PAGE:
The root of human virtue seldom bears
Like branches; and the Giver wills it so,
That men may know it is His gift, not theirs.
[Rade volte risurge per li rami
l’umana probitate; e questo vole
quei che la dà, perché da lui si chiami.]
The Divine Comedy [Divina Commedia], Book 2 “Purgatorio,” Canto 7, l. 121ff (7.121-123) (1314) [tr. Sayers (1955)]
Dante noting that the sons of great kings rarely measure up to their fathers, a reminder from God that those who would be great must seek His blessing, not rely on their heritage.
(Source (Italian)). Alternate translations:
Rarely into the branches of the tree
Doth human worth mount up; and so ordains
He who bestows it, that as his free gift
It may be call’d.
[tr. Cary (1814)]
Rarely shoots merit up into the boughs,
Or human worth; and such the will of Him,
That from the Donor they should seem to come.
[tr. Bannerman (1850)]
Not oftentimes upriseth through the branches
The probity of man; and this He wills
Who gives it, so that we may ask of Him.
[tr. Longfellow (1867)]
Seldom rises human goodness through the branches; and this wills He who gives it in order that from Him it may be claimed.
[tr. Butler (1885)]
But rarely in the branch again is grown
Our human excellence, so willeth He
Who gives it, that the boon be called His own.
[tr. Minchin (1885)]
Rarely doth human goodness rise through the branches, and this He wills who gives it, in order that it may be asked from Him.
[tr. Norton (1892)]
Rarely doth human probity rise through the sons branches:
and this he wills who giveth it,
so that it may be prayed for from him.
[tr. Okey (1901)]
Rarely does human worth rise through the branches, and this He wills who gives it, that it may be sought from Him.
[tr. Sinclair (1939)]
Full seldom human virtue rises through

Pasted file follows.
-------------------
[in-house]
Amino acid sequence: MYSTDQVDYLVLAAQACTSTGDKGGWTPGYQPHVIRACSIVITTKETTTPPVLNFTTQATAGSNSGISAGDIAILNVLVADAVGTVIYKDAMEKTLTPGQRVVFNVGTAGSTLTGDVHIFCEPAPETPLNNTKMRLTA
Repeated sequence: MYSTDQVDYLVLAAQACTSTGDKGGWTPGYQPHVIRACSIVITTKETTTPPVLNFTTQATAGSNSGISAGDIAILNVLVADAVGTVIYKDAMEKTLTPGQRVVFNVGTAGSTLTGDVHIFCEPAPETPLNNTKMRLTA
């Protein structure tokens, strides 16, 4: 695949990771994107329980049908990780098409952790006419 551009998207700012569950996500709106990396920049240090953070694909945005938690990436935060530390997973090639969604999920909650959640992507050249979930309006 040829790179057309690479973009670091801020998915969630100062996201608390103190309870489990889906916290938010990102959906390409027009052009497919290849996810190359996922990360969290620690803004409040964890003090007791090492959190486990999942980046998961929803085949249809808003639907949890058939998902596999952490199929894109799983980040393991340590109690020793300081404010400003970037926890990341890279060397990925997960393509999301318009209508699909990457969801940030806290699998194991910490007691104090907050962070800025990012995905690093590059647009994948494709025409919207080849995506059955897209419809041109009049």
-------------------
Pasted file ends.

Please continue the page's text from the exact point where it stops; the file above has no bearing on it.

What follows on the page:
The branches; and the Giver wills it so,
That they to him for such a gift may sue.
[tr. Binyon (1943)]
Rare is the tree that lifts to every limb
the sap of merit -- He who gives, so wills
that men may learn to beg their best from Him.
[tr. Ciardi (1961)]
Rarely does human worth rise through the branches, and this He wills who gives it, in order that it may be asked from Him.
[tr. Singleton (1973)]
Not often does the sap of virtue rise
to all the branches. This is His own gift,
and we can only beg that He bestow it.
[tr. Musa (1981)]
Rarely does human worth rise through the branches;
That is the will of him whose gift it is,
So that it should be matter for petition.
[tr. Sisson (1981)]
How seldom human worth ascends from branch to branch,
and this is willed by Him who grants that gift,
that one may pray to Him for it!
[tr. Mandelbaum (1982)]
Seldom does human probity rise up through the branches, and this is willed by him who gives it, that it may be attributed to him.
[tr. Durling (2003)]
Human worth rarely increases through its branches: and this He wills who creates it, so that it may be asked for of him.
[tr. Kline (2002)]
It seldom happens that man’s probity
will rise through every branch. He wills it thus,
so, given from beyond, it’s known as His.
[tr. Kirkpatrick (2007)]
Rarely does human worth rise through the branches.
And this He wills who gives it,
so that it shall be sought from Him.
[tr. Hollander/Hollander (2007)]
Goodness rarely flows to the spreading branches
Of a family tree, for God who gives it decrees
That since the gift is His, humans must ask it.
[tr. Raffel (2010)]
Added on 10-Nov-23 | Last updated 10-Nov-23
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